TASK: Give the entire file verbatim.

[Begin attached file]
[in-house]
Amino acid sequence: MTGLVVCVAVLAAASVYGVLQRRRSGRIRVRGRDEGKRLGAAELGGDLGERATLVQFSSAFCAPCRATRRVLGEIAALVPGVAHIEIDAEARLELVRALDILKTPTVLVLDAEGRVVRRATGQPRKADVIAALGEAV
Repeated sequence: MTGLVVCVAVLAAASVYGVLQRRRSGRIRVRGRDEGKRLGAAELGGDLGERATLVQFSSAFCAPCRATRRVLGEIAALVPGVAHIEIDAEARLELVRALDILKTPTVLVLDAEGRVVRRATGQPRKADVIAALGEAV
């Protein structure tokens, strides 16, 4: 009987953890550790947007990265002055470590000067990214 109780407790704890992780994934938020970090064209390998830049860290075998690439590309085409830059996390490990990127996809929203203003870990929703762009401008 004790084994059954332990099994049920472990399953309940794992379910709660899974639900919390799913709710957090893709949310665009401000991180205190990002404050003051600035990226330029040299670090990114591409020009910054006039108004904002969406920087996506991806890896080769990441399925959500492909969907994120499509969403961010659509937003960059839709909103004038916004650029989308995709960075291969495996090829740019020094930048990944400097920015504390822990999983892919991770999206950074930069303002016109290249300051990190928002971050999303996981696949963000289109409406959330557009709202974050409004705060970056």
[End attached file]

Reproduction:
[in-house]
Amino acid sequence: MTGLVVCVAVLAAASVYGVLQRRRSGRIRVRGRDEGKRLGAAELGGDLGERATLVQFSSAFCAPCRATRRVLGEIAALVPGVAHIEIDAEARLELVRALDILKTPTVLVLDAEGRVVRRATGQPRKADVIAALGEAV
Repeated sequence: MTGLVVCVAVLAAASVYGVLQRRRSGRIRVRGRDEGKRLGAAELGGDLGERATLVQFSSAFCAPCRATRRVLGEIAALVPGVAHIEIDAEARLELVRALDILKTPTVLVLDAEGRVVRRATGQPRKADVIAALGEAV
């Protein structure tokens, strides 16, 4: 009987953890550790947007990265002055470590000067990214 109780407790704890992780994934938020970090064209390998830049860290075998690439590309085409830059996390490990990127996809929203203003870990929703762009401008 004790084994059954332990099994049920472990399953309940794992379910709660899974639900919390799913709710957090893709949310665009401000991180205190990002404050003051600035990226330029040299670090990114591409020009910054006039108004904002969406920087996506991806890896080769990441399925959500492909969907994120499509969403961010659509937003960059839709909103004038916004650029989308995709960075291969495996090829740019020094930048990944400097920015504390822990999983892919991770999206950074930069303002016109290249300051990190928002971050999303996981696949963000289109409406959330557009709202974050409004705060970056």